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Pursuing the Possible: One Church’s Ministry Efforts During a Pandemic

ConferencesSoutheastern CaliforniaPursuing the Possible: One Church’s Ministry Efforts During a Pandemic
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Ten years ago, Pastor Namyong Kim befriended the pastor of a Sunday church. They discussed many biblical ideas, and over time the Sunday pastor came to accept the Adventist doctrines and was converted to Adventism.

“Every month in the Korean newspaper, he began announcing that Sunday worship is not biblical,” Kim recalled. “And because he had been one of them, other Sunday pastors and church members began to listen and discuss. I began to hear from many of them, seeking the Bible truth, and I told them about it.”

Kim is now senior pastor at the Garden Grove Korean church, and his passion for outreach has not waned. Today, he and his church members consider it their calling to reach out to their community and beyond, and they have organized several ministries with this in mind.

“There are more than 50 Sunday pastors and their wives with whom I have been studying the Bible,” Kim shared. “We get on Zoom at all hours of the day and night because we are in several different time zones, and we read Scripture, discuss The Great Controversy, and pray.”

Surprisingly, the pandemic has actually benefited the church’s efforts; whereas, prior to the lockdown, many Korean Sunday church pastors were actively keeping their members from engaging with the Adventist church, once churches closed, many members of Sunday churches found their way to Kim’s Zoom meetings.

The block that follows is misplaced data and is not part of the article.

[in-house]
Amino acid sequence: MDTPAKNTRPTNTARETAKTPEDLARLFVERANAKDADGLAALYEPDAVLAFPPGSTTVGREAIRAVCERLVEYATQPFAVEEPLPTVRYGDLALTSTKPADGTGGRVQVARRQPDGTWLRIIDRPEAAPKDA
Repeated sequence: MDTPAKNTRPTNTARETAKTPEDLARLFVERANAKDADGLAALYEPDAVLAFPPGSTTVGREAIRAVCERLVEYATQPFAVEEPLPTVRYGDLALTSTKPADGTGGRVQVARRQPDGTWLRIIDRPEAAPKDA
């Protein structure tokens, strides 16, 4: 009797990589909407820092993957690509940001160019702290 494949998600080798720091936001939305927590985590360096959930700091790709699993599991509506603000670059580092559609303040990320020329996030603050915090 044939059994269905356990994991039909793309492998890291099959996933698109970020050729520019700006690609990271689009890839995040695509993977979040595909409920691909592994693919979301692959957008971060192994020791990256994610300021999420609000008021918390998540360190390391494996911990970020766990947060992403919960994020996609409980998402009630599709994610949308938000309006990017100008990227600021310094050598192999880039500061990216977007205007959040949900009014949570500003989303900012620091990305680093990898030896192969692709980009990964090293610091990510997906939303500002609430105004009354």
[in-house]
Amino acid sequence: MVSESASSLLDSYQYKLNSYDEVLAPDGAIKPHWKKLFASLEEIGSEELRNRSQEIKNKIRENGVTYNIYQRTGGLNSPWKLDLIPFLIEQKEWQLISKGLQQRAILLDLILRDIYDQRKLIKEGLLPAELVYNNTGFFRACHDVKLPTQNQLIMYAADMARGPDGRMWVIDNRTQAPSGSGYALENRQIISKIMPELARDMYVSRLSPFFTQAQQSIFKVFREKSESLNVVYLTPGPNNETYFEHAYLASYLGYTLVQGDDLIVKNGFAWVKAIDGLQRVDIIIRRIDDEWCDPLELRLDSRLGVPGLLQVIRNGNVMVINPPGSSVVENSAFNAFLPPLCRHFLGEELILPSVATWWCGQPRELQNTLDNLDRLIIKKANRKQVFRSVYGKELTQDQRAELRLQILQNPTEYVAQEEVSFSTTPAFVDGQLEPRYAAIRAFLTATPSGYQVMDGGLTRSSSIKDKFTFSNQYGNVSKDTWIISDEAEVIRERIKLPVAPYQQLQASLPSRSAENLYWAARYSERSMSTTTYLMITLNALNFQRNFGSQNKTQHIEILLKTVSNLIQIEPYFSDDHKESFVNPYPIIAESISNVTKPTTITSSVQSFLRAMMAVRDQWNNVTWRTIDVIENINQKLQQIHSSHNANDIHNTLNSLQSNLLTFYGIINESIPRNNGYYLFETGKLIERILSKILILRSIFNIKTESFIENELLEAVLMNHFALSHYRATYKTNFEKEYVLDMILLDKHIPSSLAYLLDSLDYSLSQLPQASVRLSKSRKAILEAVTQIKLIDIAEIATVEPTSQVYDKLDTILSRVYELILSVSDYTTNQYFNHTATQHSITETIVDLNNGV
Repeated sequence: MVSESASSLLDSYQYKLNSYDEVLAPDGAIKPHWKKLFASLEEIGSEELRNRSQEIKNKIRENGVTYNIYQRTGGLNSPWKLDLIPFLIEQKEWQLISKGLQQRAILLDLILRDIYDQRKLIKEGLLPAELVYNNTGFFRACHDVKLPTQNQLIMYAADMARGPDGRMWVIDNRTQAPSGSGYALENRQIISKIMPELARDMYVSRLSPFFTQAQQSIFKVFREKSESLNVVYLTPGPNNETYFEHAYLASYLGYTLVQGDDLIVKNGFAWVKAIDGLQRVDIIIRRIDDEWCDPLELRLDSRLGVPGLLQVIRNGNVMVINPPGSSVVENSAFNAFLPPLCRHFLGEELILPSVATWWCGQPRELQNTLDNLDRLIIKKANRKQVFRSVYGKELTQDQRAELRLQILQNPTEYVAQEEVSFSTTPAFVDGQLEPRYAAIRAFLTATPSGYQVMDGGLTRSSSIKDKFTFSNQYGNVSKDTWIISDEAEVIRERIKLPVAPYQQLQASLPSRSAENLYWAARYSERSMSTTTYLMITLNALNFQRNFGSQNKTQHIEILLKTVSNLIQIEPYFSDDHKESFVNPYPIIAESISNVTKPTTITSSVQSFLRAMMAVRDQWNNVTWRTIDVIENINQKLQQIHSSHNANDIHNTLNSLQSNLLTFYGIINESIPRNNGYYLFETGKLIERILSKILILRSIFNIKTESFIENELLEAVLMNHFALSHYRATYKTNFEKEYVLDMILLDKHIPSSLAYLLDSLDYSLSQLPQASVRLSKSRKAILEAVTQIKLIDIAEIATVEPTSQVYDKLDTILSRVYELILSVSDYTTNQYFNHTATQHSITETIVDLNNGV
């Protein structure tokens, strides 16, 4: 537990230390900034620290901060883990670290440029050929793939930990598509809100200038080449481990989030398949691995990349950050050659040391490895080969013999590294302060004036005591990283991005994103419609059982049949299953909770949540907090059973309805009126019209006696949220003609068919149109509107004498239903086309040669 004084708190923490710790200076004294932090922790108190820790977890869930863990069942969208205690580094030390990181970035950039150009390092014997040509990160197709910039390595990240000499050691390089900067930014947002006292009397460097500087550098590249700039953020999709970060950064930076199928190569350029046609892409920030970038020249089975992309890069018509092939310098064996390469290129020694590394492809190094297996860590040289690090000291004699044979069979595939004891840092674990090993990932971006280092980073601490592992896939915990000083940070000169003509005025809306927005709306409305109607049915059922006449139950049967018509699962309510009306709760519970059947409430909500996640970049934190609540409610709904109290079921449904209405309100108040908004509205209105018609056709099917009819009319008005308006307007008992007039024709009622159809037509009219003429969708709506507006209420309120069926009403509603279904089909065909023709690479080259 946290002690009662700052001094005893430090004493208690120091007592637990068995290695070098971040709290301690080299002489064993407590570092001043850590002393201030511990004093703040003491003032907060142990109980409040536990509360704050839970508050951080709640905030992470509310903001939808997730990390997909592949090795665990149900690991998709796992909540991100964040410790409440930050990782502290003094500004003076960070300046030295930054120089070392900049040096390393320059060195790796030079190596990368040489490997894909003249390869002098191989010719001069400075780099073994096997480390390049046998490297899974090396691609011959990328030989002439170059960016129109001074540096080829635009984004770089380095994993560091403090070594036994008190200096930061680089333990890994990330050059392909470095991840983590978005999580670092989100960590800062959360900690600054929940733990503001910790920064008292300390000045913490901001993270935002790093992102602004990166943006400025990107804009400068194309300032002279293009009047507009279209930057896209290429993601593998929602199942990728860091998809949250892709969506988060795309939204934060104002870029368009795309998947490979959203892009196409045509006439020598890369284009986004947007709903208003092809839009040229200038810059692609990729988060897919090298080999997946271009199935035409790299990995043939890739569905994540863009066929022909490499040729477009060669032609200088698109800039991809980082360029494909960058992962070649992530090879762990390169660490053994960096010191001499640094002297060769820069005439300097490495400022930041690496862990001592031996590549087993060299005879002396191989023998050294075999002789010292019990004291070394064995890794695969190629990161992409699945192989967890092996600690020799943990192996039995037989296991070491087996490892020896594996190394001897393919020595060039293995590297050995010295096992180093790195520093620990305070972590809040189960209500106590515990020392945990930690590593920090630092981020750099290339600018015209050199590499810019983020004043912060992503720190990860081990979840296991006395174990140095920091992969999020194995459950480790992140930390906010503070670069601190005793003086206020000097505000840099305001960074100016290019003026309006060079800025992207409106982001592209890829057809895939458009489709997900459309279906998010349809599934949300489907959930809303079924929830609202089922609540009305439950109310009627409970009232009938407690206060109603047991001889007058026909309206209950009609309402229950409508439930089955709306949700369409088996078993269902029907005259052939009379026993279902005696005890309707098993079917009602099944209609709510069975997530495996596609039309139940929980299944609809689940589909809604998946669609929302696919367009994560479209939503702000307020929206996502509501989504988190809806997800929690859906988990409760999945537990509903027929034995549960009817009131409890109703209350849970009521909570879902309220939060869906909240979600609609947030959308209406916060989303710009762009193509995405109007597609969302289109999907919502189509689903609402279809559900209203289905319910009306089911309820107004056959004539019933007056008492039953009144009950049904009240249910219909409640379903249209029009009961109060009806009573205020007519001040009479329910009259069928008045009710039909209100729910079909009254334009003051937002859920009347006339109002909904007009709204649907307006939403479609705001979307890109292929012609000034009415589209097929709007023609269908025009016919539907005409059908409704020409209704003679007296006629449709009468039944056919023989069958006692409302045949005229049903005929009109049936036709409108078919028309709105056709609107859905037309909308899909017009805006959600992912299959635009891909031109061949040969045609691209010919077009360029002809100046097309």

Kim added, “Even some pastors have joined, their names changed and videos off, curious to learn more.”

As he got to know these pastors and their wives, Kim found that many of them were struggling with health issues such as chronic illness or cancer. In response, the church created New Start, a healthy cooking program. Meals are provided along with demonstrations and instruction, and every attendee goes home with food. This approach often leads to feeding more than stomachs.

“I met three Sunday pastors’ wives at our church kitchen who were there to learn about the health program, and then I invited them to my Bible classroom to talk more,” Kim offered as an example. “We were there for three hours as I answered their questions, and by the time they’d left, we had agreed to meet once a week for a health message and Bible study.”

Food is an important way to demonstrate the character of Christ, and the Garden Grove church doesn’t just wait for people to come to them; since the start of 2021, the church has distributed more than 1,000 lunch boxes to houseless individuals. Kim encourages his members each week to, when they go to the market for groceries, spend an extra $10 to $20 on food they can distribute to houseless people they see on their way home.

“It is important to practice not only thinking about those in need but to actively reach out to them,” Kim said.

In addition, the Garden Grove deaconesses felt a special burden to create a special online health program focused on natural remedies. As church members distributed brochures advertising the seminar, however, they found that many people they spoke to did not know what Zoom was or how to use it. And so they invited anyone who was interested to attend a training session at the church to learn how to use Zoom.

Their first natural remedies seminar saw more than 250 attendees each night, with a total of 1,300 attending over the course of the five weeks. Their second seminar was expected to have more than 1,000 in attendance each night from all over the world.

“Like many other churches, when COVID-19 hit, we began to worry how we would continue to reach our community within the new reality,” Kim remembered. “As we thought and talked and prayed, however, we found we could do many things even through a pandemic. We just had to believe it was possible and be willing to try new things.”
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By Becky St. Clair

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